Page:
George W. Bush
The meltdown happened on Bush’s watch. While Clinton got the ball rolling with sub-prime lending, Bush failed to bring in much tighter regulation, bar the Sarbanes-Oxley Act brought in after the Enron scandal. And he didn’t do a lot to stop the boom in lending to “Ninjas” [no income, no job applicants].
He took a free market approach that avoided the regulation of banks and mortgage brokers, leaving much of that work to the Federal Reserve, which, under Alan Greenspan, showed little appetite for regulation. By the time Bush’s current Treasury secretary, Henry Paulson Jr., proposed an overhaul of regulations governing the financial sector in April, the storm was already brewing.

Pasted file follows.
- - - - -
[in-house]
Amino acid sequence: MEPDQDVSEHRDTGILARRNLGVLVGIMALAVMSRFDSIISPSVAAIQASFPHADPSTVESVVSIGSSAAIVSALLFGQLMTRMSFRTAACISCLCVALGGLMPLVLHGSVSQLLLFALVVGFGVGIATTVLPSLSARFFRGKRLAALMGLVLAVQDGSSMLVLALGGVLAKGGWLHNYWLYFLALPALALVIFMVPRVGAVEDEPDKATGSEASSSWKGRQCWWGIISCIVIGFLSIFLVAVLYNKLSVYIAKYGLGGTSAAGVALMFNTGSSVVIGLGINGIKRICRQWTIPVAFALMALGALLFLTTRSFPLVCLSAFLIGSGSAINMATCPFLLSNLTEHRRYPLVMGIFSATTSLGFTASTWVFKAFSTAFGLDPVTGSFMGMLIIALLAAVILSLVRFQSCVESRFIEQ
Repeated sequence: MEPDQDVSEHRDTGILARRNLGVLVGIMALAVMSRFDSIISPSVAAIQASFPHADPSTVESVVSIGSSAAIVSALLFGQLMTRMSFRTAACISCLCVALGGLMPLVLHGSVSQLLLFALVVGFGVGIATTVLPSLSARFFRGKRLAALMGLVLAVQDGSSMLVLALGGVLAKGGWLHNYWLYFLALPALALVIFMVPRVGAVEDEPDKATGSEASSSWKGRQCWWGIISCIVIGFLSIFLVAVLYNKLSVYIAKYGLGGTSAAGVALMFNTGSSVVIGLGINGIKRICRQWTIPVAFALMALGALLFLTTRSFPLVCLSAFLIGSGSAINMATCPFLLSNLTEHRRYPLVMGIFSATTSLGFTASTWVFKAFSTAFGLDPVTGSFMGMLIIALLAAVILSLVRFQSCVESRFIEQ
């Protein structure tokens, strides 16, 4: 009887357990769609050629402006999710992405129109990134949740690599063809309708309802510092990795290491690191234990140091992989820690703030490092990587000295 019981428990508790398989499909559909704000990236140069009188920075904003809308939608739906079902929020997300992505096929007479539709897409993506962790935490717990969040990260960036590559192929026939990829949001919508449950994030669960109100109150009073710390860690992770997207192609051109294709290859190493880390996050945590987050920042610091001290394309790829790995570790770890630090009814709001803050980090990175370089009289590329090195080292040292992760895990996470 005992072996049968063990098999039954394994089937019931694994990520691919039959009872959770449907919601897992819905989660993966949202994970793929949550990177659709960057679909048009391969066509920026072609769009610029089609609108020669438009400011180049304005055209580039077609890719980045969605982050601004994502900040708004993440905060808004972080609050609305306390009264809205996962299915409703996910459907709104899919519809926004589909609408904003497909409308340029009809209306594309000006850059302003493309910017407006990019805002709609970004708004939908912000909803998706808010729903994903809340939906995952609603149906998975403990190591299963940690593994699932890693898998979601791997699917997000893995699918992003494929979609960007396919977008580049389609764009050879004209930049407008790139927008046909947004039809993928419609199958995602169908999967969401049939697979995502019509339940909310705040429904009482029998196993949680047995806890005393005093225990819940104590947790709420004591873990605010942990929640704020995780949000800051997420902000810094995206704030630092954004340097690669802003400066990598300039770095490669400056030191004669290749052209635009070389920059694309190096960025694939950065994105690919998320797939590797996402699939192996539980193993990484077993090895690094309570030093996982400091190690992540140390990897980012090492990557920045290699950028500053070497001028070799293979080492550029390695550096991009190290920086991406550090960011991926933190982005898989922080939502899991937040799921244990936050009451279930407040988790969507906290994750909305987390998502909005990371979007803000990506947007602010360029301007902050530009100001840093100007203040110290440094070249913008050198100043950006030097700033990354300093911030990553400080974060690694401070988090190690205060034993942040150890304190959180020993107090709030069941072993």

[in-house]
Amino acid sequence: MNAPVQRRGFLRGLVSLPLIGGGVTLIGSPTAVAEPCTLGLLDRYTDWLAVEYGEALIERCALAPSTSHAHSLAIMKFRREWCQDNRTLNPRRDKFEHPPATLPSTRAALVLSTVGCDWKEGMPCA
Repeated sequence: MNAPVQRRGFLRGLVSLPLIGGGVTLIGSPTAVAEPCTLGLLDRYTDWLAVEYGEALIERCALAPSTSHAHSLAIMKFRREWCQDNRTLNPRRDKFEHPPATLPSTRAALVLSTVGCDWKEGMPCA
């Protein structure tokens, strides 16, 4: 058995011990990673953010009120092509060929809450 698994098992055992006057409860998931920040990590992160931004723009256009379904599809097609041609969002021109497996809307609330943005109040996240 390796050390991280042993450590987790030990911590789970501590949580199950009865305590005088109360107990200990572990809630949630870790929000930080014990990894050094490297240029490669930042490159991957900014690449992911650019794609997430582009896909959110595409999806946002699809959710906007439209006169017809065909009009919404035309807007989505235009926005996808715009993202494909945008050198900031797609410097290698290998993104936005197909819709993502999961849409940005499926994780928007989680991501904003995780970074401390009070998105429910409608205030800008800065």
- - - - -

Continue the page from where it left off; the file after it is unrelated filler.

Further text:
To his credit, Bush accurately foresaw the danger posed by Freddie Mac and Fannie Mae, and began calling as early as 2002 for greater regulation of the mortgage giants. However When SEC head William Donaldson tried to boost regulation of mutual and hedge funds, he was blocked by Bush’s advisers at the White House as well as other powerful Republicans and quit.